Intentional Living Series


Intentional Living Week Thirty-Seven: Has It Really Been A Year?

by Christine

"The little dissatisfaction which every artist feels at the completion of a work forms the germ of a new work." ~Berthold Auerbach

In Week 36 I looked at how we go about allowing others to benefit from the teachable moments in his or her life. This week I am discussing next steps of the how-tos in living an intentional life. 

A year ago we started this journey together; an exploration of how to live life intentionally. Many of you shared with me how the process helped you sit quietly as you clarified and solidified your values and then moved on to crafting a Life List that exemplified those values. In an age where finding a moment of quiet time becomes increasingly difficult, you made the Morning 30 part of your life and worked to draft and find tune your Lifetime Priorities. You have worked the process.

If you had taken an intentional living class in school, right about now you'd be thinking about final exams and earning a certificate of completion. But this is life. There are no final exams even though sometimes it feels like we are continually preparing for a pop quiz. In life the only voice of authority that can validate our journey is our own. Yes, there are key people in our world who love and encourage us on our journey but ultimately the only person that can attest to the authenticity of your journey is you.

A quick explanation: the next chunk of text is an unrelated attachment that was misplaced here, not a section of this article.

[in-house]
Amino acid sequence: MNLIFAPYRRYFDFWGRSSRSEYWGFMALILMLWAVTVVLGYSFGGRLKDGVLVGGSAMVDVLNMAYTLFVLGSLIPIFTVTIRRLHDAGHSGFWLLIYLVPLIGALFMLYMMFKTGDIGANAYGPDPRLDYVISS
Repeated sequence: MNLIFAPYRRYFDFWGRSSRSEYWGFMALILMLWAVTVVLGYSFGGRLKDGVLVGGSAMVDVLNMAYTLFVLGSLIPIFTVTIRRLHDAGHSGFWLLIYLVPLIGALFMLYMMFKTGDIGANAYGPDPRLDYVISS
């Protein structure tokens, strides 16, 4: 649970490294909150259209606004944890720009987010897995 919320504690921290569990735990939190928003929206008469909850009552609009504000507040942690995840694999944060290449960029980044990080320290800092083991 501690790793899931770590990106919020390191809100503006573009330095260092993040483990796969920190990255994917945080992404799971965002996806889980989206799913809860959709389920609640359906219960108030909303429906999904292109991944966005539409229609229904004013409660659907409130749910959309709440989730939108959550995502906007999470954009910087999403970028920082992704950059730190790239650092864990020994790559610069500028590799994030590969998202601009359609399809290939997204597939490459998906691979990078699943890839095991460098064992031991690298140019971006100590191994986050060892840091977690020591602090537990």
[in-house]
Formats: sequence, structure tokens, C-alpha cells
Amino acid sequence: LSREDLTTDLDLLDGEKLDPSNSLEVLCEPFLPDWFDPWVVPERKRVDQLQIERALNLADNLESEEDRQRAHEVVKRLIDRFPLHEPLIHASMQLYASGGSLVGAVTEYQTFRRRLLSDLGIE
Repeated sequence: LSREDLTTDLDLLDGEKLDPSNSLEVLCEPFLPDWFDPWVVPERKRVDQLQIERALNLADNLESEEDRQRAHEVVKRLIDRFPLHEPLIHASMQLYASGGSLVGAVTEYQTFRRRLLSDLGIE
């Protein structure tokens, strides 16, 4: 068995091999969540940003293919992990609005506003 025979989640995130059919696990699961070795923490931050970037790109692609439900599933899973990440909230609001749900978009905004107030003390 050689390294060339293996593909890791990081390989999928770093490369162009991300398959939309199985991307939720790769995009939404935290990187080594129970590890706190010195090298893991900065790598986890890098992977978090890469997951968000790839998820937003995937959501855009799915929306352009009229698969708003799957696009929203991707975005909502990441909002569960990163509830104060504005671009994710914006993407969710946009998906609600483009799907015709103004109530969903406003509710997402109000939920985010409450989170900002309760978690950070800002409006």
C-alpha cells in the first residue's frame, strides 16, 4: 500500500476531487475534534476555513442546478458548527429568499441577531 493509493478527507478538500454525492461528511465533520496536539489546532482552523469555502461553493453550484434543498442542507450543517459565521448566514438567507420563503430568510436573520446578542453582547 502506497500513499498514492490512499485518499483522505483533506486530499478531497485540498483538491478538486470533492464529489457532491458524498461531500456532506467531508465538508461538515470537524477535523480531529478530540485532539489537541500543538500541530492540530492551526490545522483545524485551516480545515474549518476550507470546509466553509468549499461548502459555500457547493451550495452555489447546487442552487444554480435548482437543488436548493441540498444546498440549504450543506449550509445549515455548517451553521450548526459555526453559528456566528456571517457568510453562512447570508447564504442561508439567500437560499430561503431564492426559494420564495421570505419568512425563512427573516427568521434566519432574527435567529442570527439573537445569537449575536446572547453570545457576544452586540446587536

So what are the next steps? Now is the time for you to own this process and continue to craft a life that allows you to thrive. While my Wednesday post will now include other topics besides the how-to of intentional living, I am sure that every once in a while I will have something to new add. Be sure to sign up for my newsletter to receive updates. I hope you share your insights on your intentional living journey here and with others. This is your life, your sure it reflects who you are. 


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Intentional Living Week Thirty-Six: Whose Journey Is It?

by Christine

"If there is not struggle, there is not progress. Those who profess to favor freedom, and yet depreciate agitation, are men who want crops without plowing up the ground. They want rain without thunder and lightning. They want the ocean without the awful roar of its many waters. This struggle may be a moral one; or it may be a physical one; or it may be both moral and physical; but it must be a struggle." ~Frederick Douglas

Week 35 was all about how a period of creativity can follow a crisis. This week I am looking at how teachable moments craft the journey of others.